Constand Viljoen

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Constand Laubscher Viljoen
SSASDSOESM
General Constand Viljoen.jpg
Leader of the Freedom Front Plus
In office
1 March 1994 – 26 June 2001
Succeeded by Pieter Mulder
Member of Parliament
In office
1994–2001
Personal details
Born (1933-10-28) 28 October 1933 (age 81)
Standerton, Transvaal Province, South Africa
Nationality South Africa
Political party Freedom Front Plus
Spouse(s) Christina Heckroodt
Children 5
Religion Dutch Reformed
Military service
Allegiance  South Africa
Service/branch  South African Army
Years of service 1956-1985
Rank General
Commands
Battles/wars Border War
Awards

General Constand Viljoen SSA SD SOE SM (born on 28 October 1933, Standerton, Mpumalanga[1]) is a former South African military commander and politician. He is partly credited with preventing the outbreak of armed violence by disaffected white South Africans prior to post-apartheid general elections. He is married to Christina Sussanna Heckroodt and has four sons and a daughter.[2]

Military career[edit]

Viljoen matriculated in Standerton High School in 1951. He joined South Africa's pre-republic Union Defence Force in 1956 upon receiving a degree in military science at the University of Pretoria.[1] By 1974, Viljoen had been named the South African Army's Director of General Operations, subsequently serving as the Principal Staff Officer to the Chief of the South African Defence Force. He was appointed as Chief of the Army in 1977 and succeeded Magnus Malan as SADF chief in 1980.[3]:xv

Angolan service[edit]

Viljoen was the senior SADF military official directing Operation Savannah in 1975. He is also credited with planning the first major airborne assault in South African military history, Cassinga, a raid carried out against SWAPO insurgents. Despite his rank, Viljoen was present during the battle,[4] offering what has been described as a "swashbuckling" front-line leadership which won him the respect of many fellow Afrikaners.[5]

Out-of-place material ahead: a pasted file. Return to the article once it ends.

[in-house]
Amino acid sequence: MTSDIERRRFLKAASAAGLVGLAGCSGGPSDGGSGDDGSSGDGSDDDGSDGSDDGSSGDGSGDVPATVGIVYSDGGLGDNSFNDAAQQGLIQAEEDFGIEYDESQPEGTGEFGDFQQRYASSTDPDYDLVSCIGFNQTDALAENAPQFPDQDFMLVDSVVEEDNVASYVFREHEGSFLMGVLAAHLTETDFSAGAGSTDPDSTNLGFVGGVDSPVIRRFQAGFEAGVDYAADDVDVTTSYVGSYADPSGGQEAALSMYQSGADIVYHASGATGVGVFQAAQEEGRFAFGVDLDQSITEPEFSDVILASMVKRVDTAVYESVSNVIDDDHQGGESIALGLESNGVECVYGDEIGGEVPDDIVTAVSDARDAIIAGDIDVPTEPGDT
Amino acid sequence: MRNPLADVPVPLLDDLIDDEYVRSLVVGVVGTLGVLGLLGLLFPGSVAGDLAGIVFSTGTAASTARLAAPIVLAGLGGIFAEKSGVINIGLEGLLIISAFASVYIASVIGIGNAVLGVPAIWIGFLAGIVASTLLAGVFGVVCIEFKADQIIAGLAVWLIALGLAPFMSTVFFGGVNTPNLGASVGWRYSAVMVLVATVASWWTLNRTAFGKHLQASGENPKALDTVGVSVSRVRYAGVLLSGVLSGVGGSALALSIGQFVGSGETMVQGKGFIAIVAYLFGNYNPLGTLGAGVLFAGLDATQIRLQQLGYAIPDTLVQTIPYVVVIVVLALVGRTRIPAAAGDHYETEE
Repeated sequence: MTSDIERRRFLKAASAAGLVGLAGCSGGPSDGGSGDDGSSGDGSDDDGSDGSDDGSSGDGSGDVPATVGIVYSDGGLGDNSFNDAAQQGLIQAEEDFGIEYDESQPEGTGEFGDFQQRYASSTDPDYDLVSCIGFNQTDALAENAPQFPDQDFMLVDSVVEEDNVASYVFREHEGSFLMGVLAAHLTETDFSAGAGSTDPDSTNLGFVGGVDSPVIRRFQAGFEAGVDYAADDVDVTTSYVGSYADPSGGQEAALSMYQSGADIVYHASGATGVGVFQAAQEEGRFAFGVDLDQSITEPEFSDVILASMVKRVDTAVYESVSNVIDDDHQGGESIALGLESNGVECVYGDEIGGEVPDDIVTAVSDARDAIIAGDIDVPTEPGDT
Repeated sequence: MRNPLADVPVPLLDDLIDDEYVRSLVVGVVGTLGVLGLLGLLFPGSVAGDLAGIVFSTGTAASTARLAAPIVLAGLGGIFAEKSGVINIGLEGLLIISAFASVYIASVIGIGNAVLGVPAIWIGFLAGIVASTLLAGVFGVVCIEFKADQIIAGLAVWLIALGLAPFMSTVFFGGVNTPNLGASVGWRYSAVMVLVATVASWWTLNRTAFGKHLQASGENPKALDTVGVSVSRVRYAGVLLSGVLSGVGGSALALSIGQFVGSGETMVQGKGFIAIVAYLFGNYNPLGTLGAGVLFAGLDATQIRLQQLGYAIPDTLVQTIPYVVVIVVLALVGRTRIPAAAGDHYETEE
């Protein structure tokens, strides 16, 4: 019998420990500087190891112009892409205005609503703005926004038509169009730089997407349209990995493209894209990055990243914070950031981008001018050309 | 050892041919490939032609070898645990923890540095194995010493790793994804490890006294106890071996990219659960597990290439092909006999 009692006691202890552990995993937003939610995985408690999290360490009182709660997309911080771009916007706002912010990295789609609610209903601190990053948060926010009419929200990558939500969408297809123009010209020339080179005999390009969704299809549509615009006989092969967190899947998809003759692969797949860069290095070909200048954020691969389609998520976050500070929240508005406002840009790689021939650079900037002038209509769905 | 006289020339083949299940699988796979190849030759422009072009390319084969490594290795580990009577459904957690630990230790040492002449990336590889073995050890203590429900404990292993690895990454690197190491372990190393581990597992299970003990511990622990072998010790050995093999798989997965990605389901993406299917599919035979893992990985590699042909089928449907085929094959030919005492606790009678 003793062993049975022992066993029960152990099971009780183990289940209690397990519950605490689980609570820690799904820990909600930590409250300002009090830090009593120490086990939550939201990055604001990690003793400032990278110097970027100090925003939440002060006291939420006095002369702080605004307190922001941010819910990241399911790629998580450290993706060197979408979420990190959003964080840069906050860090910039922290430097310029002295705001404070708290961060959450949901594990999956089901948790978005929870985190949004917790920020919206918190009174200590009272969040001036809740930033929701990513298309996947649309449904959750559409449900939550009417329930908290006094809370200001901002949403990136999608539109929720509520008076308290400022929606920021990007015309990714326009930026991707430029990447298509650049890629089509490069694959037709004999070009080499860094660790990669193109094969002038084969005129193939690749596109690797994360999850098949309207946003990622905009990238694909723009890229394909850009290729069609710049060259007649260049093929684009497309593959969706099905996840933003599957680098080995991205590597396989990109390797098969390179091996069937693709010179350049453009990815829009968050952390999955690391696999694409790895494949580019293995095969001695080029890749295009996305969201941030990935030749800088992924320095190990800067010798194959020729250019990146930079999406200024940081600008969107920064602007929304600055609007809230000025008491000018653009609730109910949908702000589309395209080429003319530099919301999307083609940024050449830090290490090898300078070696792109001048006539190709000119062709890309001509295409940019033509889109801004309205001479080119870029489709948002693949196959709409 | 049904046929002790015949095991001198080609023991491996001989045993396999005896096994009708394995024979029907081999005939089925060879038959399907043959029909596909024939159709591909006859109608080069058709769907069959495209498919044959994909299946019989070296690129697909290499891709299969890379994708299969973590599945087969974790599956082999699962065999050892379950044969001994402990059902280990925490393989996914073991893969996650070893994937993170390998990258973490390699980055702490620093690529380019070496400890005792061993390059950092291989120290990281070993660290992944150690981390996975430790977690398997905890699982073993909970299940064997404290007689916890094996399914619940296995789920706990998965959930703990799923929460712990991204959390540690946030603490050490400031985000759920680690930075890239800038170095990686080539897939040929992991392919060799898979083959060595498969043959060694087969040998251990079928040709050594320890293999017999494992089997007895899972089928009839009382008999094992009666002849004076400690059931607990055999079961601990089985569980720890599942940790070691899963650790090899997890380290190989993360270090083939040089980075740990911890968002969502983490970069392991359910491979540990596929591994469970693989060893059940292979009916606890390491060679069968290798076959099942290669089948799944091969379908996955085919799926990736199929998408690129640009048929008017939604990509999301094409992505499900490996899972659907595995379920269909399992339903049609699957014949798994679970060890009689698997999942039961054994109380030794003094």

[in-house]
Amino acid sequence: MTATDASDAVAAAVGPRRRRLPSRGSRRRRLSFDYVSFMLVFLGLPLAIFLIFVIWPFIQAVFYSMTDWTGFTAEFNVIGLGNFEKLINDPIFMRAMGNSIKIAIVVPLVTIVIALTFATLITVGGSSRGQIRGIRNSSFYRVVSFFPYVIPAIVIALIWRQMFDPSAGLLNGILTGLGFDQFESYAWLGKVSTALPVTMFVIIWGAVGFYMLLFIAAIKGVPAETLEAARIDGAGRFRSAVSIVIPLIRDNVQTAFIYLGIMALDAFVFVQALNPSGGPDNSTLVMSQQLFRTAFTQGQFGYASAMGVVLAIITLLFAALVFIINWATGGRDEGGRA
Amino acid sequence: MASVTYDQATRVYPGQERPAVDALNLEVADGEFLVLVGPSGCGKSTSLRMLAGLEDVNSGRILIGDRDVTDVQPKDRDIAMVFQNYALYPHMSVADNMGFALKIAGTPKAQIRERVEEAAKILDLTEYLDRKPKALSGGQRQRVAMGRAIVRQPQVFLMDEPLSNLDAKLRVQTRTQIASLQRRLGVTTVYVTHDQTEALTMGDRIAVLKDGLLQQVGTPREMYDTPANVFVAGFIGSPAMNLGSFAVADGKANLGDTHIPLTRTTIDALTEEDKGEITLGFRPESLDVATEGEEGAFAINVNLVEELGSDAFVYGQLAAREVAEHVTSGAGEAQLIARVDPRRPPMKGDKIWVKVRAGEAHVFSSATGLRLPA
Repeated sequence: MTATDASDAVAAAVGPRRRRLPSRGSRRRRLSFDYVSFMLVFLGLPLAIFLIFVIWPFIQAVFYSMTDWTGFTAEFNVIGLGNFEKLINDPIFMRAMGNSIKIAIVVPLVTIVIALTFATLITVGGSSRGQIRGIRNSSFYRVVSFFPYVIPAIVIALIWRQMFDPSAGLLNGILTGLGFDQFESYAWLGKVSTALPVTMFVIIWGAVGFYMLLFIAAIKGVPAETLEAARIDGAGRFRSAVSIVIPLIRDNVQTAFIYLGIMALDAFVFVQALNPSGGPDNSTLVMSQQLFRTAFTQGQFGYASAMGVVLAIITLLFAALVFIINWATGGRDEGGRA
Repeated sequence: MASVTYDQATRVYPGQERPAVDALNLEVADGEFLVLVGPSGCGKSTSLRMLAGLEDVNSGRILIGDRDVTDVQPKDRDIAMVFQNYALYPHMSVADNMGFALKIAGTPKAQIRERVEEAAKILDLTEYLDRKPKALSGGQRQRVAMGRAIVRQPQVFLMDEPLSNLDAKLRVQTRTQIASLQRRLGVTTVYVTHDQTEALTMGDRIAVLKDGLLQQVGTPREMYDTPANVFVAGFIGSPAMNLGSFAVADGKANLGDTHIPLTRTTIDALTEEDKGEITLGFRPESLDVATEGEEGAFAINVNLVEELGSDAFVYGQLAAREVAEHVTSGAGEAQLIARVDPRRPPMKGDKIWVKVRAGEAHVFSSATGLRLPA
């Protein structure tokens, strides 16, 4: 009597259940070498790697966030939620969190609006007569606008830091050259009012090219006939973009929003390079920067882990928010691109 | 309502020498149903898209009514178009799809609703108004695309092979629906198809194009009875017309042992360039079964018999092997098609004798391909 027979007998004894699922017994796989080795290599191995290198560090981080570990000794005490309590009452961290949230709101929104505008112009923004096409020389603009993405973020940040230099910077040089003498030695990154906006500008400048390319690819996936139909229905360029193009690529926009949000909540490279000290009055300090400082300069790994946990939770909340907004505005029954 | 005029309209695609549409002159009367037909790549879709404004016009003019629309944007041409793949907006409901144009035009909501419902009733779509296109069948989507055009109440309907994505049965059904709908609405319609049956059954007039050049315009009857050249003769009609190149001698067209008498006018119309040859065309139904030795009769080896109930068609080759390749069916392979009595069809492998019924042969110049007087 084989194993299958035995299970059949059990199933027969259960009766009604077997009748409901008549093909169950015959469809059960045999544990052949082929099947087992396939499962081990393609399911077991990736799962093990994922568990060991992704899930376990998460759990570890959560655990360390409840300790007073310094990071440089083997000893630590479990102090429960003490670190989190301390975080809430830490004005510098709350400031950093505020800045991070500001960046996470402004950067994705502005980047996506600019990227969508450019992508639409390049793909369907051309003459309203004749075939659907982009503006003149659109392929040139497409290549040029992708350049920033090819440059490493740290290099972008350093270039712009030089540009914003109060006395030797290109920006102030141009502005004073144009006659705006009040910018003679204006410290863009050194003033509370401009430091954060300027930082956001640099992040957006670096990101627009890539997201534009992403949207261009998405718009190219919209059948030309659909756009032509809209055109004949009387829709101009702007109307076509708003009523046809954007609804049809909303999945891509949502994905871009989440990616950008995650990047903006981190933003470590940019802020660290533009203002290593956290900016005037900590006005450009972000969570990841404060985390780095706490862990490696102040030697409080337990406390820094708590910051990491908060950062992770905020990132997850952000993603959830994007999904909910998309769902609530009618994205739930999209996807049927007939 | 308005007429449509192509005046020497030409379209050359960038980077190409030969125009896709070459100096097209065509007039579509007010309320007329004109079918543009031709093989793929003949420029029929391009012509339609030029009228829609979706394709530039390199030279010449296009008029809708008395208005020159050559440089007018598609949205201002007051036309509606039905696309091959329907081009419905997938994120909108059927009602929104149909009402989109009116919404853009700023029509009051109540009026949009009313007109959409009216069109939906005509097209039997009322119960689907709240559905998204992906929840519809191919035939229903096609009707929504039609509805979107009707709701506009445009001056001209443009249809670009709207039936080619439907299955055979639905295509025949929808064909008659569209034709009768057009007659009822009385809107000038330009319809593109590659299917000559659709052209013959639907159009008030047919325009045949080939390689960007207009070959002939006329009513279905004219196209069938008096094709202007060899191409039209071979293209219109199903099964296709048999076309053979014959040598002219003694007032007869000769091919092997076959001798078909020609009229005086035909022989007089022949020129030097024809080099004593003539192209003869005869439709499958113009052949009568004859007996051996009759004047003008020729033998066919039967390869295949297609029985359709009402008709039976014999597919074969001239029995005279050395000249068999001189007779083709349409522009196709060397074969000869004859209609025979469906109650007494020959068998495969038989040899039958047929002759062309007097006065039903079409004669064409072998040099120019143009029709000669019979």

Political career[edit]

Viljoen is credited by some with making overtures which helped lead to white South Africa's acceptance of universal suffrage and free elections, such as with his famous speech at the Broederbond annual assembly in Voortrekkerhoogte, saying of the black South Africans in his army - As hulle kan veg vir Suid-Afrika, kan hulle stem vir Suid-Afrika! (Afrikaans: "If they can fight for South Africa, then they can vote for South Africa!").[citation needed]

In 1993 Viljoen and fellow retired generals formed the Afrikaner Volksfront (Afrikaner People's Front), an umbrella body for rightist Afrikaners. However, Viljoen reportedly had strained relationships with the leaders of other right-wing parties.[6]

Bophuthatswana action and decision to contest elections[edit]

Immediately prior to the 1994 elections Viljoen had a force of between 50,000 and 60,000 trained paramilitary personnel at his command, with the ability to seize large sections of the country.[7] [8] The force was assembled in preparation for war with Umkhonto we Sizwe, the military wing of the African National Congress, as a potential contingency to protect Afrikaner interests.[9]

In March 1994 Viljoen led an effort by several thousand Volksfront militia to protect bantustan figurehead Lucas Mangope in Bophuthatswana against a popular coup d'état.[10] Despite being requested not to participate in the action due to their extremist views, militants of the Afrikaner Weerstandsbeweging also advanced into Bophuthatswana, sparking clashes with the security forces.[11]

Immediately after the incident Viljoen split off from the Volksfront[12] and initiated a legitimate election campaign,[13] co-founding and becoming leader of the Freedom Front Plus (Vryheidsfront), a new political party representing white conservatives. His decision to take part in the elections is believed to have prevented armed resistance by the far right and on the occasion of his retirement from politics the South African government recognised him for preventing bloodshed.[14]